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Sony's brighter new Z series TVs will put you in debt, look great doing it

Starting at $7K for the 65-inch size and going up to an undisclosed sum for 100 inches, Sony's latest sets challenge OLED with unprecedented brightness and all kinds of cutting edge HDR goodness.

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For people who can afford it, Sony's latest high-end TVs could actually outperform the current kings of picture quality, LG's OLEDs. If nothing else, they're certainly brighter.

Unveiled at an event in Los Angeles today, the Sony Z series is available for preorder from Sony now and will ship by the end of summer. The price of entry for the 65-inch size is $7,000US, and it will also be available in the UK and Europe, where it's called the Bravia ZD9 and costs 5,000 EUR (about £4177). Australian pricing and availability was not announced. The Z series also includes a 75 inch size ($10,000US, about £6682) and a crazy 100-inch model (pricing not available).

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Sony's 100-inch Z series TV unveiled by company execs.

Lexy Savvides/CNET

By comparison, LG's 65-inch E6 OLED TV costs $6,000, and Samsung's best 65-inch set, the 65KS9800, is $4500. I wouldn't be surprised if the new Sonys performed better than the Samsung, but to justify their prices, the Sonys need to deliver a better picture than OLED.

Given Sony's excellent track record with picture quality, and the mouthwatering Z series specifications company reps shared with me, that might actually be possible.

LED backlight dimming goes even more local

So how could an LED backlit LCD TV like the Z series hope to beat an OLED-based TV? Its dimming is more local.

The best current LCD TVs use a technology called local dimming, where the groups of LEDs that comprise the TV's backlight can be brightened, dimmed or turned off independently of one another. Generally the more of these dimming zones a TV has, the better its image quality.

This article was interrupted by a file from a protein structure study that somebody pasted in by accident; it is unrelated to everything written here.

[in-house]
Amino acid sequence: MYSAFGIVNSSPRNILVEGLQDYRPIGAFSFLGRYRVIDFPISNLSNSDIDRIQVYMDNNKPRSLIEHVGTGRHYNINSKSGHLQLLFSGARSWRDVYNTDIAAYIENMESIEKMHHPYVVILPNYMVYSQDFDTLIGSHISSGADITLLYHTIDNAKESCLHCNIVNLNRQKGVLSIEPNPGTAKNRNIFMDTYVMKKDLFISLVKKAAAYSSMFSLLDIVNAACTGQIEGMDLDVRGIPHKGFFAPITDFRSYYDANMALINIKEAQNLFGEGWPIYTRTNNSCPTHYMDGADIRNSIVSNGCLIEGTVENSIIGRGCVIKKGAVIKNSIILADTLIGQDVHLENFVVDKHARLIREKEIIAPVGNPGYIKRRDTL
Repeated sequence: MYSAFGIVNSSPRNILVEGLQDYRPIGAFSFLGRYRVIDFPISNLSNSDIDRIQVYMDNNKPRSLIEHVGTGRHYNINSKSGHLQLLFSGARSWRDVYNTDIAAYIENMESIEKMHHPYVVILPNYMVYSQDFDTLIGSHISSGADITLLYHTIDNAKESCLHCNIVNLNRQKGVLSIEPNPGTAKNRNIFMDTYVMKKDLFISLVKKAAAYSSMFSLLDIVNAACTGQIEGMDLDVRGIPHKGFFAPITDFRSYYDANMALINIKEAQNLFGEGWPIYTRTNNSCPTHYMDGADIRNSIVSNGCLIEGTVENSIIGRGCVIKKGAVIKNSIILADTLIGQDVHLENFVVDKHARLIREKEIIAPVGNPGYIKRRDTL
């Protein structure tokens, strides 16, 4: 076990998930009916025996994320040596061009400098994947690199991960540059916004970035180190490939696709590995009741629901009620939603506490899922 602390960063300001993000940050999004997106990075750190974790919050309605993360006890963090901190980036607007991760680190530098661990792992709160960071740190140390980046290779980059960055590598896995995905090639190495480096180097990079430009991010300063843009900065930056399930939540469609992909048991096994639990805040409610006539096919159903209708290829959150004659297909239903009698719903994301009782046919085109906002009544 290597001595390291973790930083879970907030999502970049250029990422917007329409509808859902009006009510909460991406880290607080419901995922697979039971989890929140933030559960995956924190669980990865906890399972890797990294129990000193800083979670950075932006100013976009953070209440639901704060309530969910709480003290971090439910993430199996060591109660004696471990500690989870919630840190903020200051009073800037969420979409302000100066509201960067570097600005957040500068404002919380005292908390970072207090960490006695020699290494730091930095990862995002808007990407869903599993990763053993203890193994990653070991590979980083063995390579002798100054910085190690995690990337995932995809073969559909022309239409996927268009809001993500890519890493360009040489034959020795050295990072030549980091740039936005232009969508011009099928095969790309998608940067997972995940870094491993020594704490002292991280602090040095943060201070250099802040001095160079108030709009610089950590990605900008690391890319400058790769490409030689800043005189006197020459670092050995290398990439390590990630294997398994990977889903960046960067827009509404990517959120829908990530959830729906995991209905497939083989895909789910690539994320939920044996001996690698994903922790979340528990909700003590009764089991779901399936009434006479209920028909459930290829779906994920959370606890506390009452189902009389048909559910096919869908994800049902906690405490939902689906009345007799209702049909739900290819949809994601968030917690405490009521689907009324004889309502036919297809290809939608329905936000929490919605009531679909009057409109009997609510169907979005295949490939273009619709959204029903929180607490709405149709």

The Z series takes local dimming to its logical conclusion: every LED in its backlight can be dimmed individually, discrete from its neighbors. Doing so should further reduce the amount of blooming, or stray illumination, that plagues local dimming TVs that rely on groups.

Sony's rep declined to specify how many LEDs the Z series uses, beyond telling me that it's "a lot more than is normally utilized, so blooming on axis is minimal." The press release also talks up a "calibrated beam LED design" that focuses the light emitted by the LEDs more narrowly, to further combat blooming.

OLED is immune to blooming because every one of its 8 million-odd pixels (in its 4K screen) is basically its own zone that can be brightened or dimmed individually. The Z series certainly has much fewer LEDs than that--LEDs are not pixels, they're basically the light bulbs that illuminate the pixels--so it will likely still suffer some blooming compared to OLED. To see exactly how much, we'll have to wait to review one.

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A prototype TV demonstrates Sony's Backlight Master Drive local dimming technology at CES 2016.

Sarah Tew/CNET

At CES in January during a closed-door demo, I did get the chance to see an 85-inch prototype that uses the same so-called Backlight Master Drive as Z series. I remember being impressed by the black levels and color of the demo, but mostly I remember how blindingly bright the picture felt. Indeed, Sony claimed the prototype could reach 4,000 nits, between three or four times as bright as the brightest current LED LCDs, while the best OLEDs are significantly dimmer.

Sony again didn't specify how many nits the shipping Z series can achieve, beyond assuring me its brightness is "unprecedented." Raw light output is an important component in making next-generation high dynamic range (HDR) content look impactful, but in my tests comparing OLEDs to LCD TVs with HDR, OLED's superior contrast was more important than light output. On paper, the Z series' combination of precise dimming (deep black levels) and high light output seems like a stiff challenge for OLED, at least from on-angle.

Sony also discusses the Z series' improved processing, including noise reduction said to better differentiate between details and film grain, a system that makes standard dynamic range content look more like HDR with object-based remastering, and 14-bit mapping to combat banding with both high-def (8-bit) and 4K (10-bit) sources.

Sony's rep assured me most processing options can be turned off, in case you don't like the effects, and confirmed that like other Sony TVs, this one only handles HDR10, not Dolby Vision HDR content. I also asked what percentage of the DCI/P3 color gamut the Z series would cover, but the rep declined to specify. For reference, the superb Sony XBR-X930D I reviewed earlier measured 91 percent, a bit short of the Samsung SUHD set I measured.

Like the X930D and other recent Sony sets, the Z series uses the Android TV operating system, with 4K and HDR-compatible Netflix and Amazon apps. It also includes Sony's exclusive Ultra app with Sony Pictures films in 4K and HDR available for purchase.

We look forward to seeing how the Z series actually performs against today's best TVs in our full review.

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